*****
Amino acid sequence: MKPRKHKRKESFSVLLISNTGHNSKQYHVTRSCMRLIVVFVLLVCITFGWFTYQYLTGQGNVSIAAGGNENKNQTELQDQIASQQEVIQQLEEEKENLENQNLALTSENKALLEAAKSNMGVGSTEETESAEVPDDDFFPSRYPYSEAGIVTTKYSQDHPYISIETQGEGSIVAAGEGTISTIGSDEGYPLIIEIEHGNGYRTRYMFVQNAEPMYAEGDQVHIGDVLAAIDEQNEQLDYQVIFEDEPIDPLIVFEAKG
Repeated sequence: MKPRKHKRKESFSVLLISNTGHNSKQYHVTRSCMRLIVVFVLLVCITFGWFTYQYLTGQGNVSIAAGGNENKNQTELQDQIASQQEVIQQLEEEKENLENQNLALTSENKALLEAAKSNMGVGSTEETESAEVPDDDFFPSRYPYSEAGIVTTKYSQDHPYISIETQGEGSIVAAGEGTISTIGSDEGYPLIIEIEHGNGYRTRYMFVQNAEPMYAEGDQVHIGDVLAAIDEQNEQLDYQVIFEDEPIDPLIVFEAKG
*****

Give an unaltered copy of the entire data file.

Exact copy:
Amino acid sequence: MKPRKHKRKESFSVLLISNTGHNSKQYHVTRSCMRLIVVFVLLVCITFGWFTYQYLTGQGNVSIAAGGNENKNQTELQDQIASQQEVIQQLEEEKENLENQNLALTSENKALLEAAKSNMGVGSTEETESAEVPDDDFFPSRYPYSEAGIVTTKYSQDHPYISIETQGEGSIVAAGEGTISTIGSDEGYPLIIEIEHGNGYRTRYMFVQNAEPMYAEGDQVHIGDVLAAIDEQNEQLDYQVIFEDEPIDPLIVFEAKG
Repeated sequence: MKPRKHKRKESFSVLLISNTGHNSKQYHVTRSCMRLIVVFVLLVCITFGWFTYQYLTGQGNVSIAAGGNENKNQTELQDQIASQQEVIQQLEEEKENLENQNLALTSENKALLEAAKSNMGVGSTEETESAEVPDDDFFPSRYPYSEAGIVTTKYSQDHPYISIETQGEGSIVAAGEGTISTIGSDEGYPLIIEIEHGNGYRTRYMFVQNAEPMYAEGDQVHIGDVLAAIDEQNEQLDYQVIFEDEPIDPLIVFEAKG